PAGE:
Demonstrations are key when teaching practical skills, so good video content is a must for online VET courses.
Embedding videos is also an easy way to make your Canvas page look fabulous.
However, videos can also change a page from the cat's pyjamas into a dog's breakfast faster than you can say "seventeen iframes" or "what's going on with those first two minutes?"
So don't be a vidiot. Use these tips to make sure your Canvas courses are Mondo Video.
Embed a video playlist
Embedded videos not only look great, but they also mean that students don't have to navigate away from the page.
But what do you do when you have so many great videos that putting them all on the page would create the dreaded scroll of death (by video)?
Embed them as a playlist!
Probably the easiest way to do this is by setting up a (or using your existing) YouTube account.
Once you've made or found your perfect playlist, select "Share" to get the embed code.
Then just copy and paste the code into the html editor on your Canvas page. Your students will be able to see a hamburger nav icon at the top left to track where they're at in the list, like in this screenshot (I've used an image, because while these instructions work in Canvas courses, they're not working in Community for some reason.)
Make sure you include clear and engaging directions for your students (e.g. which videos cover which content, what they do particular well, anything they don't cover, how they relate to the real world skill and/ or assessment task, etc).
Also remember to include a text alternative if the videos don't have suitable captions (like, er... this one: https://youtu.be/CxyEniBOhJY)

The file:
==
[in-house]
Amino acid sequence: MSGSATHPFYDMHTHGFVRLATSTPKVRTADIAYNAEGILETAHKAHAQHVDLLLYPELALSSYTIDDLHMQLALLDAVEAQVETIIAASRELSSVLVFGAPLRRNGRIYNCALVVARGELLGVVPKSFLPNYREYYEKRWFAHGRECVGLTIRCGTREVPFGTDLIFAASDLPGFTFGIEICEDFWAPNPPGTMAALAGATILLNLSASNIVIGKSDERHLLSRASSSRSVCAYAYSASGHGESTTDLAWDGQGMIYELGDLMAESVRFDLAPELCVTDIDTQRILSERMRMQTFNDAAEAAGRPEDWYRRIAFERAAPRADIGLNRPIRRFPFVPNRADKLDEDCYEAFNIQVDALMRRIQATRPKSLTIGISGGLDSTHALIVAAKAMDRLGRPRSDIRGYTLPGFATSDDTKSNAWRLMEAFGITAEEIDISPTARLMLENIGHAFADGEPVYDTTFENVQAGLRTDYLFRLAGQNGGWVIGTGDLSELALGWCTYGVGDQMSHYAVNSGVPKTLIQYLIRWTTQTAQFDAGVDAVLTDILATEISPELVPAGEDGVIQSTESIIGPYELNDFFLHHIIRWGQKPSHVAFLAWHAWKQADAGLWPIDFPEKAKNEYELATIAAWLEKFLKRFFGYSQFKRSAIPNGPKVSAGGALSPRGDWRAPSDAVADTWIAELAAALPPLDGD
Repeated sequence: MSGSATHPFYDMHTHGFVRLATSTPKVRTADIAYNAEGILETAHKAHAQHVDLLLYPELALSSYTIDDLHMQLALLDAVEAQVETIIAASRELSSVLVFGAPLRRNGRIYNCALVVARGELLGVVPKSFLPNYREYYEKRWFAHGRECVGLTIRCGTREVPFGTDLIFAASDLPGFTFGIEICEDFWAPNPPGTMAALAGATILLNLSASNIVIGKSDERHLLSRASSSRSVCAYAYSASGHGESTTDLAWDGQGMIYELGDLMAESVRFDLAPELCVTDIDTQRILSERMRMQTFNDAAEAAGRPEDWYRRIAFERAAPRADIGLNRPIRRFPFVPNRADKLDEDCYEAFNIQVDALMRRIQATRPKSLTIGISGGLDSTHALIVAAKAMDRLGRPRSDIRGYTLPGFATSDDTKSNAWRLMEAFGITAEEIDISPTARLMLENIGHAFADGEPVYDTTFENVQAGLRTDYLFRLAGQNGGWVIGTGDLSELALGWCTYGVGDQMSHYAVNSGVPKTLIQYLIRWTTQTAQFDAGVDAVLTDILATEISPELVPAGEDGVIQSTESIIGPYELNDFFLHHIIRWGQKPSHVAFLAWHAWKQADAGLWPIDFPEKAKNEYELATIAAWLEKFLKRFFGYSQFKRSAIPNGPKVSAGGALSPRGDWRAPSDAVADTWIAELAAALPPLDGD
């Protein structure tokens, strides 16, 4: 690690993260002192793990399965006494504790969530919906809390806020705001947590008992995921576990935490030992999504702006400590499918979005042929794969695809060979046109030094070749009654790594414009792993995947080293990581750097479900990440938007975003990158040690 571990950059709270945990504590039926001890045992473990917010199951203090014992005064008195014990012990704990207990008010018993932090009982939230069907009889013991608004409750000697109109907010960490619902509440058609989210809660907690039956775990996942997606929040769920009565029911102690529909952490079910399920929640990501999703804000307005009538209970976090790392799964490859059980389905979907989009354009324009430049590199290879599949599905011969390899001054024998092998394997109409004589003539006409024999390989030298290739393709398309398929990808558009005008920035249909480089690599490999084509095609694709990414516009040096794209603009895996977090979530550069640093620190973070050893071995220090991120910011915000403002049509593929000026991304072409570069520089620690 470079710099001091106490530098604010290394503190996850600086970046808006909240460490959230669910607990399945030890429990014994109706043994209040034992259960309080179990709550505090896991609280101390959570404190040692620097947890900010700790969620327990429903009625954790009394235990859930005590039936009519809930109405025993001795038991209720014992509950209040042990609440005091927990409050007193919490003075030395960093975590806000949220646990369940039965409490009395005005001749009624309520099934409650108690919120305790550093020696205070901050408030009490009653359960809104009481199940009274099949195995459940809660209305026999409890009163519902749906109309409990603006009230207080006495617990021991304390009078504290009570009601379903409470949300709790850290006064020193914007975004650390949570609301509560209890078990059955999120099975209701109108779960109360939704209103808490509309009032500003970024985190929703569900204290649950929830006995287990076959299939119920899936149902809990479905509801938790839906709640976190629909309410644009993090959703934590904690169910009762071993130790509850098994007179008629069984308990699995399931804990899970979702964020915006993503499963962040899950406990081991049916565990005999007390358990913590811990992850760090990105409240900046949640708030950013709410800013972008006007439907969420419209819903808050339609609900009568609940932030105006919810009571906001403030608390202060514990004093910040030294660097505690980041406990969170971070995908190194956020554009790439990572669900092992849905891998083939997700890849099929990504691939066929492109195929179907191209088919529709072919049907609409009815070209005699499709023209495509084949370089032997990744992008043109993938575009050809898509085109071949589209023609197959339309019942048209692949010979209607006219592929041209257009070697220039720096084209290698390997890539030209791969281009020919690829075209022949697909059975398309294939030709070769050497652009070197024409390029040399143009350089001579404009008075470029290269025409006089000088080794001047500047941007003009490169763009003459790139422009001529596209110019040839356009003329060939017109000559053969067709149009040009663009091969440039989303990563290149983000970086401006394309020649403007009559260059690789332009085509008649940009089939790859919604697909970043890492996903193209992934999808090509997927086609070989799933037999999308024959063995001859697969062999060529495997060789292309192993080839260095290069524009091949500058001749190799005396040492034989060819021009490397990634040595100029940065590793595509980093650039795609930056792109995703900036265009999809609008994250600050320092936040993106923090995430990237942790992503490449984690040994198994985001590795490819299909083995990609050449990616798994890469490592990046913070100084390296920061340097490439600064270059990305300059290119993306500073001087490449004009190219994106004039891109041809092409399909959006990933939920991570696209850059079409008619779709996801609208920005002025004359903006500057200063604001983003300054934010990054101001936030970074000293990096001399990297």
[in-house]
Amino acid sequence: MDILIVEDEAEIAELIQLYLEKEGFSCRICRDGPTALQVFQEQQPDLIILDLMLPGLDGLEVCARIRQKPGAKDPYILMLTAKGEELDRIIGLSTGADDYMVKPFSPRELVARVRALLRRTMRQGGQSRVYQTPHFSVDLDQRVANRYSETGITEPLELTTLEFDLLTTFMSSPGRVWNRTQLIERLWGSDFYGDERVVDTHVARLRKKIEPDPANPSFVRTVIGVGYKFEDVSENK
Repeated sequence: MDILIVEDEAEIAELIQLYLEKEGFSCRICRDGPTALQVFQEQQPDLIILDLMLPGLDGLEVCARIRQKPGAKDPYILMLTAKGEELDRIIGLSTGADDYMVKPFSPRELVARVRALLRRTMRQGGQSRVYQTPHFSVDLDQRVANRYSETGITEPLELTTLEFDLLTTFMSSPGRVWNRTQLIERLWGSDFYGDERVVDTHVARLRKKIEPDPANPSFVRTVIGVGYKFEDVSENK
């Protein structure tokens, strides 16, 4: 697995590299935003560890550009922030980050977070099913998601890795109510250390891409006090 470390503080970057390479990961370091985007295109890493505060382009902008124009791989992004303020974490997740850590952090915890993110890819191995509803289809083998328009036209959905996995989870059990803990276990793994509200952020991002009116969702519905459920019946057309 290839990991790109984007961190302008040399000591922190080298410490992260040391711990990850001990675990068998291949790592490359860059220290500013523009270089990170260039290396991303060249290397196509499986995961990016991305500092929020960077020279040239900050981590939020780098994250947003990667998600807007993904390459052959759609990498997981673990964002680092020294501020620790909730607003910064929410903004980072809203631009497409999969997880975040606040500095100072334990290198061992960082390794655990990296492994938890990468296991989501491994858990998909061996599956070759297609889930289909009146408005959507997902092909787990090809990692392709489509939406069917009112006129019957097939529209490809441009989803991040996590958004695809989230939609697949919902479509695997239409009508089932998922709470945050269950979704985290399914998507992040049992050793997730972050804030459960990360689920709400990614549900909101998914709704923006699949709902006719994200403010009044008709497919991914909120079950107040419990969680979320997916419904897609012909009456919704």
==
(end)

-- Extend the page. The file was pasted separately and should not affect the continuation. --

This very good advice was brought to you by the eminently sensible Caterina Mastroianni.
Use this "start at" hack
Have you ever needed to link to a specific part of a video on YouTube or Vimeo?
Say you found a really great step-by-step demo of the skill you're teaching, but the introduction is confusing and irrelevant.
You could let your students make their way through the intro and hope they persist to the useful part, or you could include a long explanation about where to start playing the video and why to ignore the first minute.
OR you could link straight to the relevant section. You can do this a couple of ways.
Say you want to share a youtube video at 0:40.
At the Share block, check the “Start at:” option and type the time you want your video to start.
Copy the Share URL
You can also add this start at code to the url.
Just modify the link by adding the following code to the end:
#t=[no. of]m[no. of]s
So, to start at 0:40, I would use #t=0m40s
Here is an example from youtube: Cat in Shark Suit Chases Ducking On Roomba(with musical score) - YouTube
And here's one from Vimeo: 100 - New Canvas User Interface Overview on Vimeo